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A matter of taste: the problem with losing our fifth sense

Compensating for missing tastes can throw diets out of whack.

If your child were diagnosed with a taste disorder, you’d be forgiven for welcoming an impending disinterest in sweets and salty chips.

But for the one in ten Australian children who can’t perceive sweet, sour, salty or bitter tastes in foods and drinks, this is a serious problem with long-term health implications.

Taste disorders are still widely undiagnosed but our recent study found 12% of Indigenous children and 8% of non-Indigenous children can’t perceive the full spectrum of tastes.

These levels are substantially higher than the World Health Organisation’s 4% marker, which indicates the point at which action is required by health authorities to reduce the occurrence of a disease or disorder.

The importance of taste

If we lose one sense of taste, we are more likely to compensate by consuming higher levels of another taste.

Sweet taste loss, for example, can cause a child to eat only savoury foods loaded with salt and carbohydrates.

Around two thirds of taste disorders involve sweet taste loss. This may be because humans have a higher proportion of sweet taste nerve fibres than any other taste.

Studies of chimpanzees, the closest animal related to humans, indicate that 50% of taste nerve fibres respond to sweet stimuli but substantially fewer fibres respond to other tastes.

In comparison, domesticated cats have few sweet nerves fibres and cannot distinguish water from sweetened water.

Depending on how a person tries to compensate for loss of taste, unmanaged taste disorders can lead to obesity, malnourishment or anorexia.

Potential indicators of a taste disorder include a child being overweight, underweight or a fussy eater. Not all children exhibiting one or more of these indicators will have a taste disorder, but clearly some will.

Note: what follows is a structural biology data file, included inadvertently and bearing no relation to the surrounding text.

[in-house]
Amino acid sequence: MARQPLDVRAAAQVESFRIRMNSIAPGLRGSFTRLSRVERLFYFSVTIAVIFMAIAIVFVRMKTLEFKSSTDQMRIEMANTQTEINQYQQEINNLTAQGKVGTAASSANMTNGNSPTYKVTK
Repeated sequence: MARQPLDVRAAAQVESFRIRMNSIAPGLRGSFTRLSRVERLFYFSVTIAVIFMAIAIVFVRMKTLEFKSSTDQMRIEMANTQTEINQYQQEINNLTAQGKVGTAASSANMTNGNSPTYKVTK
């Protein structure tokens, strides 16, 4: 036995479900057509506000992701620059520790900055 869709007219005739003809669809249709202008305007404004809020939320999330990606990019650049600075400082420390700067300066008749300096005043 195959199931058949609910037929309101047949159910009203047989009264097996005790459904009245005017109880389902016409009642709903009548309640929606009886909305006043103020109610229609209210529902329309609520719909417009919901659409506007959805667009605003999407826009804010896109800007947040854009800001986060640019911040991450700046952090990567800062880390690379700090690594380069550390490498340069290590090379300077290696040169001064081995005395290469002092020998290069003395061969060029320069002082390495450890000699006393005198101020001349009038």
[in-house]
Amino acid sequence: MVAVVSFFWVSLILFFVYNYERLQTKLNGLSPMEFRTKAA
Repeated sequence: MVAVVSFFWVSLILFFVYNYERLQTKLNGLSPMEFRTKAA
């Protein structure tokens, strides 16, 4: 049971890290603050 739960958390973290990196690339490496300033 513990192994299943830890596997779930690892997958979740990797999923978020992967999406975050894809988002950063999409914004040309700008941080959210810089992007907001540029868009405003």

Recovery from taste loss, whatever the cause, generally occurs within 2 to 3 years. Otherwise the loss is permanent.

How taste is lost

Loss of taste has been linked to chronic kidney disease, diabetes, disorders of the oral cavity and salivary glands, and chemo- and radiotherapy during cancer treatment.

But the major cause of taste disorders in children seems to be inner ear infection, caused by upper respiratory infections.

Inner ear infections can severely damage the major taste nerve as it passes from the tongue through the inner ear to the brainstem.

Up to 90% of Indigenous children and 40% of non-Indigenous children will develop at least one inner ear infection in the first six years of life.

The higher prevalence of taste loss in Indigenous children may be linked to their greater frequency of experiences with the infection.

Inner ear infection is the most common reason a child visits a general practitioner in the Western world. But it is still unproven whether the inner ear infection itself, or the subsequent medication, leads to the development of a taste disorder.


Without medication to cure taste loss, we need to focus on prevention and management.

The first priority should be reducing the rate of inner ear infections among Indigenous children, to levels seen in non-Indigenous children.

This is certainly an achievable aim, and is likely to reduce taste disorders in Indigenous communities.

Once a taste loss has been identified, it can be managed by consulting a dietician. For example, if a sweet taste is lost, development of a diet that controls salt intake is important.

Management by a dietician will ensure a healthy weight and nutrient levels are maintained.

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